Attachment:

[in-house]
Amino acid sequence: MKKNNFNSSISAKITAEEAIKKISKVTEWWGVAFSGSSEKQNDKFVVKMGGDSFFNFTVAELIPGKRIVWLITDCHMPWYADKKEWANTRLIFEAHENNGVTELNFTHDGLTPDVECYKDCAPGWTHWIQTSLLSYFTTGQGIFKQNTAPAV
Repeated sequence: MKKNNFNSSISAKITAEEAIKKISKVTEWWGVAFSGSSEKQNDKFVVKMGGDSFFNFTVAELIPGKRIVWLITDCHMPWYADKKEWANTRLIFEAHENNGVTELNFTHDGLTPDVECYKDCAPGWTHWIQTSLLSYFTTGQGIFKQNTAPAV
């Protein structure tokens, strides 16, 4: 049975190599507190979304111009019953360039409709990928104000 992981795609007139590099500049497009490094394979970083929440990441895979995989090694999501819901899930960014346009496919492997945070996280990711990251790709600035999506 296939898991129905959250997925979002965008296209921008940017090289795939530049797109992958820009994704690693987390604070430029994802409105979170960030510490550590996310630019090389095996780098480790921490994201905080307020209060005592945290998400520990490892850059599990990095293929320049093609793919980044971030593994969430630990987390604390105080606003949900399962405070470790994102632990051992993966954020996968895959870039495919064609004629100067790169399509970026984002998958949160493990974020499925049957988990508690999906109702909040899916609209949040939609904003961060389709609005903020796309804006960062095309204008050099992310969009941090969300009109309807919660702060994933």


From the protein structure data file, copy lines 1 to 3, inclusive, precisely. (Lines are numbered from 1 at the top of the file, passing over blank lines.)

[in-house]
Amino acid sequence: MKKNNFNSSISAKITAEEAIKKISKVTEWWGVAFSGSSEKQNDKFVVKMGGDSFFNFTVAELIPGKRIVWLITDCHMPWYADKKEWANTRLIFEAHENNGVTELNFTHDGLTPDVECYKDCAPGWTHWIQTSLLSYFTTGQGIFKQNTAPAV
Repeated sequence: MKKNNFNSSISAKITAEEAIKKISKVTEWWGVAFSGSSEKQNDKFVVKMGGDSFFNFTVAELIPGKRIVWLITDCHMPWYADKKEWANTRLIFEAHENNGVTELNFTHDGLTPDVECYKDCAPGWTHWIQTSLLSYFTTGQGIFKQNTAPAV